Highlife – Ghana’s urban dance music – has had enormous influence throughout West Africa, but its roots are firmly embedded in the clubs and dance halls of the colonial Gold Coast. Here, in the early years of Ghana’s independence in the late 1950s, it effectively became the national music, and over the last half-century has proved to be one of the most popular, enduring and adaptable African styles.
The highlife story begins in the early years of the twentieth century, when various African and European influences – including church music, military brass-band music and sea shanties – were combined with the Gold Coast’s own local rhythms and idioms. These included osibisaba, a Fante rhythm from southwest Ghana; various types of guitar music from Liberia; and asiko and gombe from Sierra Leone, though the latter originated among freed Maroon slaves from Jamaica in the early nineteenth century.
Instrumentation depended on what equipment was available, and out of a welter of neotraditional variations there gradually emerged a form known generically as highlife.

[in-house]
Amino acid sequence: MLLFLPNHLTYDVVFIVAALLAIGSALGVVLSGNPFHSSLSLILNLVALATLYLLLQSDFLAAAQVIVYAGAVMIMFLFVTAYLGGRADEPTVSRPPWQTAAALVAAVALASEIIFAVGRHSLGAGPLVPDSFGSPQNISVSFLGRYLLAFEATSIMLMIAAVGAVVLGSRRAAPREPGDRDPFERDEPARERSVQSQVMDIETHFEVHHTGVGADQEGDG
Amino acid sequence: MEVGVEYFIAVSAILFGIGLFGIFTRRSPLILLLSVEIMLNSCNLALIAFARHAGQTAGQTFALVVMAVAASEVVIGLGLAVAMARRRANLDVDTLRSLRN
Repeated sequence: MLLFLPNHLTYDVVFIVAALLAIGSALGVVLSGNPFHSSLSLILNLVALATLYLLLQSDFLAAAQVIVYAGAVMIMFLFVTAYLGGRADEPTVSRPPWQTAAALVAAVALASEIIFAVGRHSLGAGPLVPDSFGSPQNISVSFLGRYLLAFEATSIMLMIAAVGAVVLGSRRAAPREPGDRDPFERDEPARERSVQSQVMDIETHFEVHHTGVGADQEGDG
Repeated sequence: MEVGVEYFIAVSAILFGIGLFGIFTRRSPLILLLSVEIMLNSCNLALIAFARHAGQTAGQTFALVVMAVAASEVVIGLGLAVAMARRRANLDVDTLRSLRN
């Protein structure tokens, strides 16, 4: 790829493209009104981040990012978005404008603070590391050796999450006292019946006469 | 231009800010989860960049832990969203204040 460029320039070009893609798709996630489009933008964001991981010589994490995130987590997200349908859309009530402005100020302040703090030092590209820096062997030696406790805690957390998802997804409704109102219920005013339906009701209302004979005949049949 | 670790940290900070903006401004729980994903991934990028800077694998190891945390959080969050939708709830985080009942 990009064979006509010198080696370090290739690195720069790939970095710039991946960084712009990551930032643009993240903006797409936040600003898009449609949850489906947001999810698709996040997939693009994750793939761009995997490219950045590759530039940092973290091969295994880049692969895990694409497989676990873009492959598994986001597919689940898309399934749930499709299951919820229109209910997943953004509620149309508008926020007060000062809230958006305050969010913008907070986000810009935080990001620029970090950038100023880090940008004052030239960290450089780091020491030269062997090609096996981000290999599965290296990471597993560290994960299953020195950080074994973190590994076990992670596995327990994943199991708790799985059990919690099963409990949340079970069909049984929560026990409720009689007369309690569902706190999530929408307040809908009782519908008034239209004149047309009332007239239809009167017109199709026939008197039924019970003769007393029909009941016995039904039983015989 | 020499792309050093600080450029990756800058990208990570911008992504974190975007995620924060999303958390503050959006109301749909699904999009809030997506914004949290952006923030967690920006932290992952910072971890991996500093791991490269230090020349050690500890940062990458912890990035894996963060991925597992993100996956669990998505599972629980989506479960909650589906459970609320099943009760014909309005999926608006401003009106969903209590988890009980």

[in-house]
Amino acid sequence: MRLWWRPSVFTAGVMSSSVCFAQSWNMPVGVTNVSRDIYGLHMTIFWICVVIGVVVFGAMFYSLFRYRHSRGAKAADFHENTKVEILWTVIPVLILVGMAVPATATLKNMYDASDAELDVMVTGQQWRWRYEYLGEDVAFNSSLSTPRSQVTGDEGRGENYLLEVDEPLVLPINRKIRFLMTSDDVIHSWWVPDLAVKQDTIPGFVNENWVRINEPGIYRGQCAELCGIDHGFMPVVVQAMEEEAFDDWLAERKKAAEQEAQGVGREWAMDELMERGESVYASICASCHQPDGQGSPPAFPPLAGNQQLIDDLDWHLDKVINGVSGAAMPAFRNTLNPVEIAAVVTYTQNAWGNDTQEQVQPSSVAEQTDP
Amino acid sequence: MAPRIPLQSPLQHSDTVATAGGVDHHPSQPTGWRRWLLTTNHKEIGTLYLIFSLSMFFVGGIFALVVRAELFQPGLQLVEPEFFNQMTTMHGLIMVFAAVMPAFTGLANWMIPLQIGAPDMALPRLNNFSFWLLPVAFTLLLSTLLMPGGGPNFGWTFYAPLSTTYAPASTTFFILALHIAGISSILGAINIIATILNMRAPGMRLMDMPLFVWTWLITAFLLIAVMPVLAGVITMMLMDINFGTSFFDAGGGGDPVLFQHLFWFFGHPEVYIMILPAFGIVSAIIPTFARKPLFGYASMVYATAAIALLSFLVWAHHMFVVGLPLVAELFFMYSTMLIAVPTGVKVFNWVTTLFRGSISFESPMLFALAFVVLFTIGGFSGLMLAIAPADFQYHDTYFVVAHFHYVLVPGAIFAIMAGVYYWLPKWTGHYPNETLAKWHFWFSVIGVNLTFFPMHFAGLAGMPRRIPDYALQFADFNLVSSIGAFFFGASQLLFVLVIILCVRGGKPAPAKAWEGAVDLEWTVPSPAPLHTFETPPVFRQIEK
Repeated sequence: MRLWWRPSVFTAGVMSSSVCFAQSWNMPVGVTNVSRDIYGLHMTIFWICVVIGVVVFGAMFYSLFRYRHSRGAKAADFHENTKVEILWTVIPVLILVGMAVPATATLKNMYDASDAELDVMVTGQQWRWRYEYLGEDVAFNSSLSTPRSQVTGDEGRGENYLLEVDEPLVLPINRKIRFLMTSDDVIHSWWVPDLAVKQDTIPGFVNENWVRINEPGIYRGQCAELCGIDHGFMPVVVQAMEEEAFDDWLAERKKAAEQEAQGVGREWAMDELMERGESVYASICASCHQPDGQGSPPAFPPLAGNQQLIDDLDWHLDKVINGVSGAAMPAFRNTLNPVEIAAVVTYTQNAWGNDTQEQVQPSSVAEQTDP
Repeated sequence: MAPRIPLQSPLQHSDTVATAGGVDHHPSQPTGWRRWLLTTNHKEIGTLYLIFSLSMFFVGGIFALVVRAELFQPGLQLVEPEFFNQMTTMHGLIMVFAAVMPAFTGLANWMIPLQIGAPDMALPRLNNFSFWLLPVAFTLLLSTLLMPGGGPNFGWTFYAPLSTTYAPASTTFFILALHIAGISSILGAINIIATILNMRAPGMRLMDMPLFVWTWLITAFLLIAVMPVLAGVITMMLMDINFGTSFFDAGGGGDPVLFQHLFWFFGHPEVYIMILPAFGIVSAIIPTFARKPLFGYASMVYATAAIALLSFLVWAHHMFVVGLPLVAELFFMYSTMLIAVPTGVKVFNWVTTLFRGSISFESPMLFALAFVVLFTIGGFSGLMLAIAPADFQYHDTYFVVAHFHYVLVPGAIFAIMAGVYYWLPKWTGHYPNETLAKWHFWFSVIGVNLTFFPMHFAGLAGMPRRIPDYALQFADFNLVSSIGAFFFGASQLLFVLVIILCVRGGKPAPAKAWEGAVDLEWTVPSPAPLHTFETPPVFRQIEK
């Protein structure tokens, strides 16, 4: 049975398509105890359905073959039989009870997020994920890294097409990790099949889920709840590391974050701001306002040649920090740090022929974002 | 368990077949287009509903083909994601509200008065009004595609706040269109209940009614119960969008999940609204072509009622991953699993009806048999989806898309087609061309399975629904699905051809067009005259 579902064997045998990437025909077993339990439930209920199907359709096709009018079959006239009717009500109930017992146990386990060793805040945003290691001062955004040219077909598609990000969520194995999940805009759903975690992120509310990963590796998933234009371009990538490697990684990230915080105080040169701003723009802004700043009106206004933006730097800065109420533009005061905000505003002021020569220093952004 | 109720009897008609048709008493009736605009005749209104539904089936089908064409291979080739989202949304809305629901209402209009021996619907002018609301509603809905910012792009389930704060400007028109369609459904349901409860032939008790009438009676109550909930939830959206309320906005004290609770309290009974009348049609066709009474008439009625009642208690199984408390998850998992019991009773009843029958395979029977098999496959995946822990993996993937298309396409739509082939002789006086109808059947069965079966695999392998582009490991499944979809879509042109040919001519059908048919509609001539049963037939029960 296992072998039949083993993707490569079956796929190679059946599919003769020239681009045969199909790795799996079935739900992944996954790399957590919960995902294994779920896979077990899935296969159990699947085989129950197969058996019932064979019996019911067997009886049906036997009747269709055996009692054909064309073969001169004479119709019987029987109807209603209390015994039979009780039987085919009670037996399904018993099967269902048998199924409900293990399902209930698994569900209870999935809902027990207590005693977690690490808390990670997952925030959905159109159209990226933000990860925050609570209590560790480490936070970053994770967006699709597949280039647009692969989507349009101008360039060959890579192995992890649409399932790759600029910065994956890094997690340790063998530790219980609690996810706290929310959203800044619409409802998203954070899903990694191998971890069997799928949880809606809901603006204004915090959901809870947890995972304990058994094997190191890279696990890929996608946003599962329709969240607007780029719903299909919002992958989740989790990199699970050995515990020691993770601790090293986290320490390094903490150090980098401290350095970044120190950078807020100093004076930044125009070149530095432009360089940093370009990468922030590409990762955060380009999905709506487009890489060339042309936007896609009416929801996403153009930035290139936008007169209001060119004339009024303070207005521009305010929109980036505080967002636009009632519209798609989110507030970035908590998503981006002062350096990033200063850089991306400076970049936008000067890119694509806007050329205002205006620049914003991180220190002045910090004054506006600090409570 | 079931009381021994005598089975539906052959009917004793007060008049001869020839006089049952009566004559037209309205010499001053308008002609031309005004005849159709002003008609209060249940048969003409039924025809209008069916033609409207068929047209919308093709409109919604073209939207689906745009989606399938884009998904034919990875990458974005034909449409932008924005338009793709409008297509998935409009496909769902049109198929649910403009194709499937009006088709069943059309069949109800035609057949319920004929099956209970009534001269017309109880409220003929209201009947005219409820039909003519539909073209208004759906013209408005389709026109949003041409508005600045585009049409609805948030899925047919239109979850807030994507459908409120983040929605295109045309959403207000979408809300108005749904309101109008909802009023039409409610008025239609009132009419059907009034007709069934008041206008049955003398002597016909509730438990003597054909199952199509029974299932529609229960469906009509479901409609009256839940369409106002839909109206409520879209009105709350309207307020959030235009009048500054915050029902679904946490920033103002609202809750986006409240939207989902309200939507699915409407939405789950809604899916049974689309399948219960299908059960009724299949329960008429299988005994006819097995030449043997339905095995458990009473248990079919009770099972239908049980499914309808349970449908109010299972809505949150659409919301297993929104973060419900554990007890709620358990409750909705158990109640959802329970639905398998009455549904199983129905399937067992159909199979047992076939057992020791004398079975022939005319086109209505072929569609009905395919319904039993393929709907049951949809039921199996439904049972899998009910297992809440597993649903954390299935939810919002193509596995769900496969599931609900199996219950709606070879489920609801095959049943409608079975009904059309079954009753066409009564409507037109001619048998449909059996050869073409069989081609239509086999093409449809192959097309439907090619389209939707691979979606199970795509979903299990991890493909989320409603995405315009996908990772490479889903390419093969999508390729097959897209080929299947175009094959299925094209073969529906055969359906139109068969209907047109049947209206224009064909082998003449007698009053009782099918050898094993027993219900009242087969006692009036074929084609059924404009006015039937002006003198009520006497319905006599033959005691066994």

The term was coined in the 1920s and referred to the high-class, top-hat-and-tails dance evenings that had become fashionable among the Ghanaian elite, with music provided by ballroom and ragtime bands such as Excelsior Orchestra, Jazz Kings, the Accra Orchestra and Cape Coast Sugar Babies. However, two other proto-highlife forms had already appeared in Ghana’s coastal towns and ports. A local brass-band music had evolved in Cape Coast and El Mina after 1870, when several thousand West Indian colonial soldiers were stationed in Ghana. The Afro-Caribbean music they played in their spare time resonated with Ghanaians, who went on to create their own local adaha music.
This spread into southern Ghana, and during the 1930s, those Akan towns and villages who couldn’t afford expensive brass instruments created konkoma (or konkomba) marching bands that used local drums and voices instead. A fourth form of early highlife known as palm wine – named after the drink made from fermented palm-tree sap – evolved from the Fanti osibisaba and cross-fingering guitar techniques introduced by visiting Liberian Kru sailors.
The most famous of the Fanti guitarists were George William Aingo and Kwame Asare (see box opposite). In the 1950s, guitar bands began to go electric, and pioneered by E.K. Nyame, they became linked to a popular theatre known as the concert party.
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